Publishers LOVE to see writers who are taking a proactive approach to publicizing themselves even before they are published. So what kinds of things have you done to start the ever-going process? And do you have any questions about how to get started?

Thursday, October 20, 2011

What Are You Doing This November?

I'm not quite sure why November was selected as National Novel Writing Month (maybe it was the whole alliteration factor), but whatever the reason, it's not a bad time to start setting some goals now since November is (gasp!) right around the corner.

I don't know about you, but I don't particularly like setting goals, writing and otherwise, for January 1. There's just so much pressure with it being a new year and all that I tend not to accomplish much. And trust me, I write a good, long list every single year.

But this year, I've decided as far as novel writing is concerned, I'm going with the NaNoWriMo flow, even if I'm not exactly following their directions verbatim. Typically, when you're doing the NaNoWriMo thing, you sign up with the intent of writing 50,000 words in a single month—basically, flipping the "it's a marathon, not a sprint" adage on its head, so you can finally make the progress you've been dreaming about in a rather fast-paced fashion.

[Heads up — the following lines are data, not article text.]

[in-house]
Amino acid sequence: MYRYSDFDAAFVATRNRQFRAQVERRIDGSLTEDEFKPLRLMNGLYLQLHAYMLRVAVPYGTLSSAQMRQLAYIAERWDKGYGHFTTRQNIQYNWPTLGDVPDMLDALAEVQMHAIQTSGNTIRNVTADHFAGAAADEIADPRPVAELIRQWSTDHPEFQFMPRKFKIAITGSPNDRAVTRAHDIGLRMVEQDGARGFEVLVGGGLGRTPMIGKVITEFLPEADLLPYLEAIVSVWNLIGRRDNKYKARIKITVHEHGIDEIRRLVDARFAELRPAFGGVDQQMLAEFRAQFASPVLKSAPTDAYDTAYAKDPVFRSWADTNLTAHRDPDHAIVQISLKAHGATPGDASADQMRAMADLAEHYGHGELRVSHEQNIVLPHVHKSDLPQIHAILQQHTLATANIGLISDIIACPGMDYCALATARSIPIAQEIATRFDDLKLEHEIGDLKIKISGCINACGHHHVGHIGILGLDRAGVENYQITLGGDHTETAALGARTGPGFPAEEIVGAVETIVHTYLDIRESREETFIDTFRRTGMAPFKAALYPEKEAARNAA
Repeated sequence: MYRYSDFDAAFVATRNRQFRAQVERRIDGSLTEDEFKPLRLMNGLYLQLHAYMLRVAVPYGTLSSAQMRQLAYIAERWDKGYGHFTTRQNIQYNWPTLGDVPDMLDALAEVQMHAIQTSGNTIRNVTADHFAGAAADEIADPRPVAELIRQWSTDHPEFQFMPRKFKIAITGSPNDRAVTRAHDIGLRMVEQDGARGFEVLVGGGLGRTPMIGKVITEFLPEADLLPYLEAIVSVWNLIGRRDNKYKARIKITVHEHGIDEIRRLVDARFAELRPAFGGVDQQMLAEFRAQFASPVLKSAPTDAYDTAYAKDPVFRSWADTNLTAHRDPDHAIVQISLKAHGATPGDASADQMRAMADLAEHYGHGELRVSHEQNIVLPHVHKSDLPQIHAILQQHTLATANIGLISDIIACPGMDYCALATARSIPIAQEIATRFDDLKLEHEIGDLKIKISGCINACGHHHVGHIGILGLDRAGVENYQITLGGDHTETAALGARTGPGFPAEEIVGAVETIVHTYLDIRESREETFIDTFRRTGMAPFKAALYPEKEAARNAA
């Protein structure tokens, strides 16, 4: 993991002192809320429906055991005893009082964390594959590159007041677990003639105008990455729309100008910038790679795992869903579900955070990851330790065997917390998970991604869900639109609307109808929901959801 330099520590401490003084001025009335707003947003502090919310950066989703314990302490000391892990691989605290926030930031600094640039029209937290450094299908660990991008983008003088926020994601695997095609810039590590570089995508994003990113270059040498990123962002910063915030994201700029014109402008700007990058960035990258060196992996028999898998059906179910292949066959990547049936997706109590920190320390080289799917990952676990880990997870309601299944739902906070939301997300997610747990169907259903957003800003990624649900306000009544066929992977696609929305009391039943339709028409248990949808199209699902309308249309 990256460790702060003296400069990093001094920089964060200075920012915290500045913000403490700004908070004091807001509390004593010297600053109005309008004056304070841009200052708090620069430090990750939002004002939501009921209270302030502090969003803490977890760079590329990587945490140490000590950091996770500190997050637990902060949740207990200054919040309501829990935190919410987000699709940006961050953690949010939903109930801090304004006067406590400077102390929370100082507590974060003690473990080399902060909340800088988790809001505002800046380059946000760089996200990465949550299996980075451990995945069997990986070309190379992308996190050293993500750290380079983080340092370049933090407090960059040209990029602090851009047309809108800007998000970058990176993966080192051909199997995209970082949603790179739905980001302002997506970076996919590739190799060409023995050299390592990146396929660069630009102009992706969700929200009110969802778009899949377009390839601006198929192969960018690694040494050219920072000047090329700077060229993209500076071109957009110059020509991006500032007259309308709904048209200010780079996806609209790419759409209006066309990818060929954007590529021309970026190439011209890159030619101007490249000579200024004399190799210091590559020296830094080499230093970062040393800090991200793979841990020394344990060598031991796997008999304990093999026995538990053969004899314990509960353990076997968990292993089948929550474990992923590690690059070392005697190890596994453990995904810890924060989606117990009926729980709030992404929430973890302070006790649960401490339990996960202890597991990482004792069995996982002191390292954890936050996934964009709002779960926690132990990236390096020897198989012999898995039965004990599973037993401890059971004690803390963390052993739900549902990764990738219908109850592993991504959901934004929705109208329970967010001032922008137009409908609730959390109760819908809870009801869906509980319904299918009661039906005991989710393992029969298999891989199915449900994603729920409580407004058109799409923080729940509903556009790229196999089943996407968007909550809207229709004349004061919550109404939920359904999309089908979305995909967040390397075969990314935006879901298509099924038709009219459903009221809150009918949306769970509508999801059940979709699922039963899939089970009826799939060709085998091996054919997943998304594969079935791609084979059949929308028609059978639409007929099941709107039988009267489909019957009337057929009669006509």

With so little time to take that epic idea and make it into something, you simply don't have time to censor yourself the way you would if you were working at a more languid pace. And for people who've always had "write a novel" on their life's perpetual to-do list, it's an insane but do-able way to give it a shot.

Since I already have the first part of my WIP just the way I want it, however, I can't technically do NaNoWriMo the traditional way (i.e. starting from scratch). So I'm opting to make November the time for finishing my first draft, which isn't exactly something to shake the proverbial stick at. To be totally, brutally honest, it's going to be a TON of work, but I'm so incredibly excited about it nonetheless and want to make the most of my time, even if I have to get up a little extra early or stay up extra, extra late (that's what caramel macchiatos were invented for, right?).